I can repost this on pvlib (solar energy photovoltaic library) Python Google group (https://groups.google.com/forum/m/#!forum/pvlib-python). We have plenty of both climate and atmospheric scientists, and we are avid users of Numpy, SciPy, and the scientific stack. We would love to share constructive uses of Python in climate science.

On Thu, Jul 2, 2020, 7:18 AM Juan Nunez-Iglesias <[hidden email]> wrote:
Hi Inessa,

Thanks for offering! I definitely want to participate but I would *love it* if an actual climate scientist or even *any* atmospheric scientist would step up to chair the session! I have not thought all that deeply about this problem, and mostly I feel helpless and frustrated.

If no one else volunteers though I'm happy to do it.

I much prefer the Wednesday session. Let's book it in!

Thank you all,

Juan.

On 2 Jul 2020, at 8:38 pm, Inessa Pawson <[hidden email]> wrote:

Hi, Juan!
I’m still in the process of scheduling live networking sessions at SciPy’20 and would be happy to set up one on the topic of Python for Climate Action. We could host it on July 8th or 10th at 5 - 6 p.m. CDT. Would you be available to moderate it?


---------- Forwarded message ----------
From: Juan Nunez-Iglesias <[hidden email]>
To: Discussion of Numerical Python <[hidden email]>
Cc: 
Bcc: 
Date: Thu, 2 Jul 2020 18:58:11 +1000
Subject: Re: [Numpy-discussion] Proposal to add clause to license prohibiting use by oil and gas extraction companies
Hi everyone,

If you live in Australia, this has been a rough year to think about climate change. After the hottest and driest year on record, over 20% of the forest surface area of the south east was burned in the bushfires. Although I was hundreds of kilometres from the nearest fire, the air quality was rated as hazardous for several days in my city. This brought home for me two points.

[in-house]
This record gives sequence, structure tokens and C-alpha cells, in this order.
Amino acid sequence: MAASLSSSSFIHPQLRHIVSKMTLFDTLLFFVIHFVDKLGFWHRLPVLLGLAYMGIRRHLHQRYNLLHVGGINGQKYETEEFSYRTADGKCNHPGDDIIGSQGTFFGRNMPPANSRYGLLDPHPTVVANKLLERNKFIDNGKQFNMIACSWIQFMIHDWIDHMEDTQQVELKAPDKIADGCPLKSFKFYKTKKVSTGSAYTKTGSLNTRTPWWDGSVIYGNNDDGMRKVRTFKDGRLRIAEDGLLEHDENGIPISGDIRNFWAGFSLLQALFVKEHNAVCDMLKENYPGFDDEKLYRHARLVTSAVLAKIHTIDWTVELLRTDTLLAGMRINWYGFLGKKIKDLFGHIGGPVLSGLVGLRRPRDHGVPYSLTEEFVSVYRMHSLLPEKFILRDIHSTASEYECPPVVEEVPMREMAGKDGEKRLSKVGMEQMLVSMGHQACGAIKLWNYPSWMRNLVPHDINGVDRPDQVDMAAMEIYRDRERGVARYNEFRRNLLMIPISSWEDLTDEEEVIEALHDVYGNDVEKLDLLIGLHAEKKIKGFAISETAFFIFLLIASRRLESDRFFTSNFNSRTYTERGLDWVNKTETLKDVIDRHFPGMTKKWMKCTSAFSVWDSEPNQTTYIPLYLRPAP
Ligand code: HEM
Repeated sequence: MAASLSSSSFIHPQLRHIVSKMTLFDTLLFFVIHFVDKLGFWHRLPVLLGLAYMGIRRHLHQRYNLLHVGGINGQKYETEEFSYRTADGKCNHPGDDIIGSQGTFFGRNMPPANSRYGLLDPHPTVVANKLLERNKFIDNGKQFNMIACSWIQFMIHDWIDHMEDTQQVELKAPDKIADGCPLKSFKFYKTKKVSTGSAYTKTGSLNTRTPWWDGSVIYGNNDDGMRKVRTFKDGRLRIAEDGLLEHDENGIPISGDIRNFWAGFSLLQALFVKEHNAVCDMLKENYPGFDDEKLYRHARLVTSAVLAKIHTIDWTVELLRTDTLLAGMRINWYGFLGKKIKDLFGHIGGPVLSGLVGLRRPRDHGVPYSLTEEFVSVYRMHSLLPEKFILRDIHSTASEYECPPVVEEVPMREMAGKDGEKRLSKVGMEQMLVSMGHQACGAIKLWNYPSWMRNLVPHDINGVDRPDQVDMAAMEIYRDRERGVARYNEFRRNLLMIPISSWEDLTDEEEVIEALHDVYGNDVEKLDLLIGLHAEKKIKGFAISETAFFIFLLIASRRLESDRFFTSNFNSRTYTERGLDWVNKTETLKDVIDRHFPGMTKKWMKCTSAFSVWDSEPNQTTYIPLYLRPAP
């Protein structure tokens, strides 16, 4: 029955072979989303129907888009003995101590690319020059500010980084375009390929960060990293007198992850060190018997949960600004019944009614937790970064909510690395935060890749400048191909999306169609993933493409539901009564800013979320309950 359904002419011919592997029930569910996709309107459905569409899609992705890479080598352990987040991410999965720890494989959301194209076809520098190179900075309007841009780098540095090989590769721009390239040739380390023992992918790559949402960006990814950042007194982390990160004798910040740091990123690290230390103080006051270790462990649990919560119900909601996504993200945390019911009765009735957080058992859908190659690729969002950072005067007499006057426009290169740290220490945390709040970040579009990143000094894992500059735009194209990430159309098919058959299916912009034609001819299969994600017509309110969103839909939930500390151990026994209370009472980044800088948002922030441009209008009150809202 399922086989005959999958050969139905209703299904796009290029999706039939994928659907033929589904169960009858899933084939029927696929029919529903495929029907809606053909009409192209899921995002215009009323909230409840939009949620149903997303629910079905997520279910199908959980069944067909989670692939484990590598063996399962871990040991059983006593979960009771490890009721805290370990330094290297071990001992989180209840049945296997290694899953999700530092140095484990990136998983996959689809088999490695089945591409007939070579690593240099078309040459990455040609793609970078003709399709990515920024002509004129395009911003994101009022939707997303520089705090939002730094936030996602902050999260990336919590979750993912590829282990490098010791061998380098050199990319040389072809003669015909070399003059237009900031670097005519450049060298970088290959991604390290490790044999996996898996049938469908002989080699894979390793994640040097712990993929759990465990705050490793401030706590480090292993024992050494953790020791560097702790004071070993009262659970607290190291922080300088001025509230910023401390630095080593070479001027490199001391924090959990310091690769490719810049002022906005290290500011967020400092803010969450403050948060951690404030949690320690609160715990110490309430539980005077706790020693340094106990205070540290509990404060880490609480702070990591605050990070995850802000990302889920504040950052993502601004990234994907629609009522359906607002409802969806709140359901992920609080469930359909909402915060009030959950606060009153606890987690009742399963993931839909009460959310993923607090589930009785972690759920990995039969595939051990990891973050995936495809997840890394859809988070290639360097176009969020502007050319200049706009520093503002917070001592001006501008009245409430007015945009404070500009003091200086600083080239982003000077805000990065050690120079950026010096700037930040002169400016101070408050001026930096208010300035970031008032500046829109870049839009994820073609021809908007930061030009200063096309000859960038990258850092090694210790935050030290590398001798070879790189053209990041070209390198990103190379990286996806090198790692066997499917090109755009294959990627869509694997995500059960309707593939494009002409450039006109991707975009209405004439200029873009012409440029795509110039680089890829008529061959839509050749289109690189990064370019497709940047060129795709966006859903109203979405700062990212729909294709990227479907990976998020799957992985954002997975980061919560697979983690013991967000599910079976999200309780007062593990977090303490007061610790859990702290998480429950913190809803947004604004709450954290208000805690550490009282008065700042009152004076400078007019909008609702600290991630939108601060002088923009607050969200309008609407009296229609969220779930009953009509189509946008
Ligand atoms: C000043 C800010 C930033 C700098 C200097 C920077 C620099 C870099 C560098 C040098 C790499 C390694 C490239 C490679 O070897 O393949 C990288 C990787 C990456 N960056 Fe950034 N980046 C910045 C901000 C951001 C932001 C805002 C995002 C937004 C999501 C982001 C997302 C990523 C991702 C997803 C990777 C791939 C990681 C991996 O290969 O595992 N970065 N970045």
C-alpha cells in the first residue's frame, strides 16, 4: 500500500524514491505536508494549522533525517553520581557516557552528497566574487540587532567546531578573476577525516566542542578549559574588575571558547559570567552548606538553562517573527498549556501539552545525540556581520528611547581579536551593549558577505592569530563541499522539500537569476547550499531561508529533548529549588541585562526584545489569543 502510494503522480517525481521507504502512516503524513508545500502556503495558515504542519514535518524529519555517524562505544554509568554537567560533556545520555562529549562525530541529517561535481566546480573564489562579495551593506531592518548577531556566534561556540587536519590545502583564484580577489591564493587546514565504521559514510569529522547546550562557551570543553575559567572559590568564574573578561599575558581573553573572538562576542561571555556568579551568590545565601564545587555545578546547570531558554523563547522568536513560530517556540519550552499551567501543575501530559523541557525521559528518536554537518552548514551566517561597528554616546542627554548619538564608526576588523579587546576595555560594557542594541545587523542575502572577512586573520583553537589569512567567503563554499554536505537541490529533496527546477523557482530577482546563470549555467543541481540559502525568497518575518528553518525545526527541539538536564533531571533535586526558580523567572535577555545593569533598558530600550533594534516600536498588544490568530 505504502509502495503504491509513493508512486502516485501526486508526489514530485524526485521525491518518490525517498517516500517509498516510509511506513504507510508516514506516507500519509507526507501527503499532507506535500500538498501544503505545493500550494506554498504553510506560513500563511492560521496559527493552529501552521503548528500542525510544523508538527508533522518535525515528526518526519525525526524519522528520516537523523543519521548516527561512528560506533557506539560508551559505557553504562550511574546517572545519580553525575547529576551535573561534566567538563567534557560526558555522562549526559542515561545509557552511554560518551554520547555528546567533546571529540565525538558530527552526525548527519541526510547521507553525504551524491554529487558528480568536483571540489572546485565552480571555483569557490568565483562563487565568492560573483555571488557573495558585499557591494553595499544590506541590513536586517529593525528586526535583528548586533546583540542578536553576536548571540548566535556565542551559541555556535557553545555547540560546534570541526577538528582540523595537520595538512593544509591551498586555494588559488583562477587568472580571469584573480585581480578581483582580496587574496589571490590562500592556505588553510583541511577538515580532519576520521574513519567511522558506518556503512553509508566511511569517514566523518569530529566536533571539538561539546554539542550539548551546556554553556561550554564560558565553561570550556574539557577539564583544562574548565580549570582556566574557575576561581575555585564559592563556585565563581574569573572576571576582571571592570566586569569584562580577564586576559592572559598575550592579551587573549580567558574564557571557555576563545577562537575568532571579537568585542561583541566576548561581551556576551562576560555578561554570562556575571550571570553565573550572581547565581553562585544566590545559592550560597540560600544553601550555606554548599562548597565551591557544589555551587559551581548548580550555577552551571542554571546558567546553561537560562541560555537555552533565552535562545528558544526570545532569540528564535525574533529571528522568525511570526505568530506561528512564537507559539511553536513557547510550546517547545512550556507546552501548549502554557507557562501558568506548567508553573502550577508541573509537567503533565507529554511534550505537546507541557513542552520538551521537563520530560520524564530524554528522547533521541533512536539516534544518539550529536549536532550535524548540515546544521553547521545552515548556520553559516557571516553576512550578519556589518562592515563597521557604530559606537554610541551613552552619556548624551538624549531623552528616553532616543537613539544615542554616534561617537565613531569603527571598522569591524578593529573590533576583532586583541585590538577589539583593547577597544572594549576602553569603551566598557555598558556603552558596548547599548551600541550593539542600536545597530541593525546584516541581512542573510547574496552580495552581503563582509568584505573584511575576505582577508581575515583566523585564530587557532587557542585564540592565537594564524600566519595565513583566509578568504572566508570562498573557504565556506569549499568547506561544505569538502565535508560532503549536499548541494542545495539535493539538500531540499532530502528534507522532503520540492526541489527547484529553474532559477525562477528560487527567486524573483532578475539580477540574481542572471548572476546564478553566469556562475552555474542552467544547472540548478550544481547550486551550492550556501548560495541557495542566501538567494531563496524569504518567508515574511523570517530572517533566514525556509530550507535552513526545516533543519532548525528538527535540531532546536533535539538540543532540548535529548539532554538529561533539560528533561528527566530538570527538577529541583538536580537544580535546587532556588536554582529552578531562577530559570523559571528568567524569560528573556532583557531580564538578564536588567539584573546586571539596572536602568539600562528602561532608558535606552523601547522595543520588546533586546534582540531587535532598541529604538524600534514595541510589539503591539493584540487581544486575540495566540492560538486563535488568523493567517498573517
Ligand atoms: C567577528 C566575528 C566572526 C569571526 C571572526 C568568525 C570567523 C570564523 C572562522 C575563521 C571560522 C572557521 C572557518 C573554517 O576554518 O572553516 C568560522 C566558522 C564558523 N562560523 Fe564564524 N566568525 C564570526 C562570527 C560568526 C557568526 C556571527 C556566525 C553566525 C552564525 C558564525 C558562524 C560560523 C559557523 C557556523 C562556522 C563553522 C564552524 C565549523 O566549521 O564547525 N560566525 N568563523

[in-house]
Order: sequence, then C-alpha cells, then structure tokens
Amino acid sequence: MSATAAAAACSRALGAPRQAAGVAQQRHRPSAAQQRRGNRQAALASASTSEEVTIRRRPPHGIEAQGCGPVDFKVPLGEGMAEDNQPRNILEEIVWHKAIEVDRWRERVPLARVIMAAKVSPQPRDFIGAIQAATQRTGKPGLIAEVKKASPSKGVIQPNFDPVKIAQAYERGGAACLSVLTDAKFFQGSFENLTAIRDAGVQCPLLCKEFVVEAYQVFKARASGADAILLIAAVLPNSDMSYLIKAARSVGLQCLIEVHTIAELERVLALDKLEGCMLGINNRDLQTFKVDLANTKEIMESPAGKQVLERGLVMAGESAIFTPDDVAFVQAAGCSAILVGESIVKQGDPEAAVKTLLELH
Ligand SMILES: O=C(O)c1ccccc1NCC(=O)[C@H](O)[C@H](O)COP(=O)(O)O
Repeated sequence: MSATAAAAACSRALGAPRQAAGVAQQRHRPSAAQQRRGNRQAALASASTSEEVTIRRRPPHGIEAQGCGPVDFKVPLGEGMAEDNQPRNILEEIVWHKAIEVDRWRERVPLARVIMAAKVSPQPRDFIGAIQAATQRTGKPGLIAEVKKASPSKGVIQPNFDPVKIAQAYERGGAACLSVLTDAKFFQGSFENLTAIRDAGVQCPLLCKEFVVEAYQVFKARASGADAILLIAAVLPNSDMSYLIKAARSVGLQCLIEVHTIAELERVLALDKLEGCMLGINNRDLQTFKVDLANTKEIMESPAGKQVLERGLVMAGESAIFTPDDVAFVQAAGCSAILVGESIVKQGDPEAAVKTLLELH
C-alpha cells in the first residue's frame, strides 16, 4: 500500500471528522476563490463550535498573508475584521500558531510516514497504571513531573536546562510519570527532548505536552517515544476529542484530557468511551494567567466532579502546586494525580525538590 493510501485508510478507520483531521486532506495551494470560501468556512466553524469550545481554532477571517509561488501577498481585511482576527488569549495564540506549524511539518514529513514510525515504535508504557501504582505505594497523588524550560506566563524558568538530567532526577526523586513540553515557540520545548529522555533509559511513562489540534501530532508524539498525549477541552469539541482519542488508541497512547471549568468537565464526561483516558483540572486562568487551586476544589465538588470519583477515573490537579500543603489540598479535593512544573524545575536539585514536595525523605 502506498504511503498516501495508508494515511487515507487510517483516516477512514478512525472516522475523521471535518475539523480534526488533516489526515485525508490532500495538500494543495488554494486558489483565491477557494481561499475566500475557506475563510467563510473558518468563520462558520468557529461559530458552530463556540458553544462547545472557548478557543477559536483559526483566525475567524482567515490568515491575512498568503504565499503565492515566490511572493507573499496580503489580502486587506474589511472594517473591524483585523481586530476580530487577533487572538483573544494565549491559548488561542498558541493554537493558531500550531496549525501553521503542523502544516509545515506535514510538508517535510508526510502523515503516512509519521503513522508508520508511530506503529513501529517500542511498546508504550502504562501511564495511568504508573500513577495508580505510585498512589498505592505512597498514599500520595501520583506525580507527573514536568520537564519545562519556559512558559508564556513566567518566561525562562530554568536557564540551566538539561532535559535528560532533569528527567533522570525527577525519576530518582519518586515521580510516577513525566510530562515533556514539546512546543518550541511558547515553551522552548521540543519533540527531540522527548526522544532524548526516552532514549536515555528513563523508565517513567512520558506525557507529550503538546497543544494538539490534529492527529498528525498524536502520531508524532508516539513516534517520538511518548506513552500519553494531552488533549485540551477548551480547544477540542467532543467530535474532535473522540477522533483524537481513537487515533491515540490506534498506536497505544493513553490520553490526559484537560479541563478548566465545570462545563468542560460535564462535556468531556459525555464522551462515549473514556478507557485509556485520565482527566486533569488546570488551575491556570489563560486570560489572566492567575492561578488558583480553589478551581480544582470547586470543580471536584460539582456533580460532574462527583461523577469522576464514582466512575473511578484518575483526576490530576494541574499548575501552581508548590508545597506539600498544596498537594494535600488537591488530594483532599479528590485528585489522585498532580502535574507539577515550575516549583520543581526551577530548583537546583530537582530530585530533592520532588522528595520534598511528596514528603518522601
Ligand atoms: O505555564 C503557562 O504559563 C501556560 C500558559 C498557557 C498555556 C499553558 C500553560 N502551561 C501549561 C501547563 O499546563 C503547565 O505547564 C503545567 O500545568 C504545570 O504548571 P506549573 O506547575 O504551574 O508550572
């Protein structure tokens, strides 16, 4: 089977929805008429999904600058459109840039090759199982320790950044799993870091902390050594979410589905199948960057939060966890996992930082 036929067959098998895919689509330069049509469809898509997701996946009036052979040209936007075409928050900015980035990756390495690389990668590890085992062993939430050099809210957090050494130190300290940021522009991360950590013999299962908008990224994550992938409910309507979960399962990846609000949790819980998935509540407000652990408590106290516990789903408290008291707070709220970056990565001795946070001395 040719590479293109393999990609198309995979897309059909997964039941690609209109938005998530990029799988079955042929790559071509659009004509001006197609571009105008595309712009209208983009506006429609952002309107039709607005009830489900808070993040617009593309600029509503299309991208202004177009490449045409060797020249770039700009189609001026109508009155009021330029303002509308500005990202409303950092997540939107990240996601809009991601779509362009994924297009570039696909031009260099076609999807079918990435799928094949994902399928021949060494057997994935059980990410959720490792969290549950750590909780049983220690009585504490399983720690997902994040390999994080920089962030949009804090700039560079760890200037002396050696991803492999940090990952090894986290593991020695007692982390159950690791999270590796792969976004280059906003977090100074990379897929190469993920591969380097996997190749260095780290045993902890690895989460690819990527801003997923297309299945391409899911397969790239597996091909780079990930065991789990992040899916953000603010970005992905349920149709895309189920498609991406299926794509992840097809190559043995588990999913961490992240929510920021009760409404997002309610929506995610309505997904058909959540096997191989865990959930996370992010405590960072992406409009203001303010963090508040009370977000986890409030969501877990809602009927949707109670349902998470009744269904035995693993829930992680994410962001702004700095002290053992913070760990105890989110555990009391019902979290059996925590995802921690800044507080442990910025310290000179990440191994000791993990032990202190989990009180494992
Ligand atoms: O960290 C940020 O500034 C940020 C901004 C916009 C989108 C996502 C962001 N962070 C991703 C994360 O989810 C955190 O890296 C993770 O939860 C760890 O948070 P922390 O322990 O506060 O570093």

One, that "4ºC" is not about taking off a jumper and going to the beach more often, but actually represents a complete transformation of our planet. 4ºC is what separates us from the last ice age, so we can expect our planet in 80 years to be as unrecognisable from today as today is from the ice age.

Two, that climate change is already with us, and we can't just continue to ignore the problem and enjoy whatever years of climate peace we thought we had left. Greta has it right, we are running out of time and absolutely drastic action is needed.

All this is a prelude to add my voice to everyone who has already said that messing with the NumPy license is absolutely *not* the drastic action needed, and will be counter-productive, as many have noted.

Having said this, I'm happy that the community is getting involved and getting active and coming up with creative ideas to do their part. If someone wants to start a "Pythonistas for Climate Action" user group, I'll be the first to join. I had planned to give a lightning talk in the vein of the above at SciPy, which, and believe me that I hate to hate on my favourite conference, recently loudly thanked Shell [1] for being a platinum sponsor. (Not to mention that Enthought derives about a third of its income from fossil fuel companies.) Unfortunately and for obvious reasons I won't make it to SciPy after all, but again, I'm happy to see the community rising.